It’s estimated that 10 to 11 million Americans have age-related macular degeneration (AMD), which can cause severe, irreversible vision changes. Globally, macular degeneration is the leading cause of permanent vision loss in adults over 60. Risk factors other than age include smoking, poor diet or nutrient deficiencies and diabetes. In addition to vision loss, macular degeneration symptoms can include spotty vision, color changes and difficulty reading.
Macular degeneration forms due to inflammation and damage of the tissues and nerves in the eyes. Doctors usually look for changes in retina cell function as an early sign that macular degeneration is developing.
Experts state that both genetics and environmental or lifestyle factors play major roles in the development of AMD. Currently, there is no cure, only ways to help prevent the disease from occurring in the first place or help manage damage that has already occurred.
Here are 5 natural ways to limit your risk or delay progression of AMD:
1. Consume a high-antioxidant diet. Free radical damage or oxidative stress plays a significant role in degeneration of retina cells, so consume foods high in antioxidants. Eat brightly colored orange and yellow vegetables like squash, carrots, sweet potatoes and peppers that are rich in carotenoids. Berries, cherries and dark, leafy greens also supply important nutrients. Eating a rainbow of fruits and vegetables is anti-inflammatory and has anti-aging effects by providing essential vitamins, minerals and antioxidants. Use high-quality, whole-food vitamin and mineral supplements if you are not getting the nutrients in your diet.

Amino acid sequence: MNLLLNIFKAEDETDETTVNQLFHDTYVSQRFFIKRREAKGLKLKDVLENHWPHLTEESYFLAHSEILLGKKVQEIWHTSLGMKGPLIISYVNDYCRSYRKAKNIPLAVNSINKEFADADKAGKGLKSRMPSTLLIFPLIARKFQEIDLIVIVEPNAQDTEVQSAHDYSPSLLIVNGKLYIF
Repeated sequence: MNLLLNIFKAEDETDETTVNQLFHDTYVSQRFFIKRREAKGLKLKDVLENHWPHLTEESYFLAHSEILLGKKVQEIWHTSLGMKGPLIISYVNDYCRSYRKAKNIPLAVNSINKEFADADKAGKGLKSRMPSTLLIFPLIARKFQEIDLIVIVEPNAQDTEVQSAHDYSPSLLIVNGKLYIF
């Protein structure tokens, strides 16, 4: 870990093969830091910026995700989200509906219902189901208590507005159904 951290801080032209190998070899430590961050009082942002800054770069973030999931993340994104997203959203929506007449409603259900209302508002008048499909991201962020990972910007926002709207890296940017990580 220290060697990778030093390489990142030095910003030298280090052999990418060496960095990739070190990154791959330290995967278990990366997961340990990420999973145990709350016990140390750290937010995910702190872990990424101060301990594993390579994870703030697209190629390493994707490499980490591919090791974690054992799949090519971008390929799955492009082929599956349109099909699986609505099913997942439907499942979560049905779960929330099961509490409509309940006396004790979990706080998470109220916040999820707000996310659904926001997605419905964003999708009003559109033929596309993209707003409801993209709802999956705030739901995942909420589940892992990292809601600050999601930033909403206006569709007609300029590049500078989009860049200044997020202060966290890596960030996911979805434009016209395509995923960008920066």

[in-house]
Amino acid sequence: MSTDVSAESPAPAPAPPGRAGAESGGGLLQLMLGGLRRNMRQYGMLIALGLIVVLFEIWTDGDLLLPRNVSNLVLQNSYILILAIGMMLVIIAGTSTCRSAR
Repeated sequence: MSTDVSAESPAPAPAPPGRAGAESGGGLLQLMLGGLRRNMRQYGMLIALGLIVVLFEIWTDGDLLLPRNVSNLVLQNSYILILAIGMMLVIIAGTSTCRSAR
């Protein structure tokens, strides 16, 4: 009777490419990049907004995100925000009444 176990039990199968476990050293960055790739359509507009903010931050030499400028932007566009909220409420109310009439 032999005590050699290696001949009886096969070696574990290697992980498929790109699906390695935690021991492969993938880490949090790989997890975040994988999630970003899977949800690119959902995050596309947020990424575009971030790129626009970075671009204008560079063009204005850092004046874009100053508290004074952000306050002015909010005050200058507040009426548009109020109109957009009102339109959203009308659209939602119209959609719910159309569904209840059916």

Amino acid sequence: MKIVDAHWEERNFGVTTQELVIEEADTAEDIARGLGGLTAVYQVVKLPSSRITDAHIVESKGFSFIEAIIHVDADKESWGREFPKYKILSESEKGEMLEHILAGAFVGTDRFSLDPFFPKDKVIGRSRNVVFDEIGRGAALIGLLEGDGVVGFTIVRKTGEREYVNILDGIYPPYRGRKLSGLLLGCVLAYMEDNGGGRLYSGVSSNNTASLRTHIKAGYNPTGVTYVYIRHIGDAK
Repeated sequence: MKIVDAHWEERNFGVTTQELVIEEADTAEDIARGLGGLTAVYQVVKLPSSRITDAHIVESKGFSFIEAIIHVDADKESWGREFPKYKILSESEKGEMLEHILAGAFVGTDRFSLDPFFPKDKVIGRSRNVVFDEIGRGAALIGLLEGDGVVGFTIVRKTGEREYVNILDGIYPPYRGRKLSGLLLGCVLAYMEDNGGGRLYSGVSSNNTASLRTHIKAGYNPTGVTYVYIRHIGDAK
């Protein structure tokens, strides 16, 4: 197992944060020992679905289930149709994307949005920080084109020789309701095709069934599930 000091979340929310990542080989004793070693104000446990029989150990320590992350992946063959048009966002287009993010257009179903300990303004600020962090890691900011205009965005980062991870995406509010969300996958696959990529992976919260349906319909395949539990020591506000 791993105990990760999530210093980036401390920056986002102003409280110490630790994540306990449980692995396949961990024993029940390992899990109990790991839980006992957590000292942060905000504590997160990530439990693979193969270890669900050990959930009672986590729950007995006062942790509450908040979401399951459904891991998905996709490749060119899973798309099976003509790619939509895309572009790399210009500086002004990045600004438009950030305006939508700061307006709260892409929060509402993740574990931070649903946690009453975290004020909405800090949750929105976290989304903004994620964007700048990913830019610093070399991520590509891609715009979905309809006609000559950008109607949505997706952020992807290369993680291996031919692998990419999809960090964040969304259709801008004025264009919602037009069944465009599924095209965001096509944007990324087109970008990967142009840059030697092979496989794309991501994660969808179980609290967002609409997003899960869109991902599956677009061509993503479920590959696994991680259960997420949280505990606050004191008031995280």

2. Exercise to maintain or achieve a healthy weight. Besides weight control, exercise helps normalize blood sugar and blood pressure levels and has anti-inflammatory effects.
3. Quit smoking. Cigarette smoking is one of the single most damaging habits for your vision. It accelerates aging by raising inflammation levels and damaging tissues, cells and nerves.
4. Prevent or control metabolic syndrome and cardiovascular disease. Diabetes and heart disease are leading risk factors for eye disorders. High inflammation levels and blood pressure lead to more oxidative stress and eye damage. A healthy diet, regular physical activity, drinking enough water, reducing stress and getting enough sleep are all beneficial for regulating blood pressure, normalizing blood sugar levels to prevent nerve damage and supporting heart health.
5. Protect eyes from too much light exposure. A moderate amount of sunlight has benefits, but too much can cause oxidative damage to the eyes. Prevent overexposure to UV rays by wearing sunglasses when out in direct sun. Blue light from electronic devices can also be damaging, so take frequent breaks or use a device to block blue light exposure.
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For more information, contact Dr. Wendy at email@example.com.